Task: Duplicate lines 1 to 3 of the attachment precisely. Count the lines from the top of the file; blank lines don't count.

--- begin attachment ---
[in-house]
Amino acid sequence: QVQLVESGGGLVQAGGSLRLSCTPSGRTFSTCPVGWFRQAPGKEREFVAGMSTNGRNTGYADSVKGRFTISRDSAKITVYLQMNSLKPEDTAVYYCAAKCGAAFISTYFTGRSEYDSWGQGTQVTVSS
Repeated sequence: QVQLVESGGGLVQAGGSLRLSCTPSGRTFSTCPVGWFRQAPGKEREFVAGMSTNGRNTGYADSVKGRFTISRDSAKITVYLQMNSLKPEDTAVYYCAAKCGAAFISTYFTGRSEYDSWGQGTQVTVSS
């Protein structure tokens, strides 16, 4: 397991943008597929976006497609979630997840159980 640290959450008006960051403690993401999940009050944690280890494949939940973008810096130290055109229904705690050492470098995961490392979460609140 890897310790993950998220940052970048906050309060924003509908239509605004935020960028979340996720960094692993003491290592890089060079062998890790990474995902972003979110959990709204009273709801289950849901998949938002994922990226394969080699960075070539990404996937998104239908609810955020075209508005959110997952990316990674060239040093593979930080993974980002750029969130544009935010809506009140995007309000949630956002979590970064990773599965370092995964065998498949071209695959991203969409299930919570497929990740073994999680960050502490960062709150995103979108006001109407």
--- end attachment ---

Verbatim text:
[in-house]
Amino acid sequence: QVQLVESGGGLVQAGGSLRLSCTPSGRTFSTCPVGWFRQAPGKEREFVAGMSTNGRNTGYADSVKGRFTISRDSAKITVYLQMNSLKPEDTAVYYCAAKCGAAFISTYFTGRSEYDSWGQGTQVTVSS
Repeated sequence: QVQLVESGGGLVQAGGSLRLSCTPSGRTFSTCPVGWFRQAPGKEREFVAGMSTNGRNTGYADSVKGRFTISRDSAKITVYLQMNSLKPEDTAVYYCAAKCGAAFISTYFTGRSEYDSWGQGTQVTVSS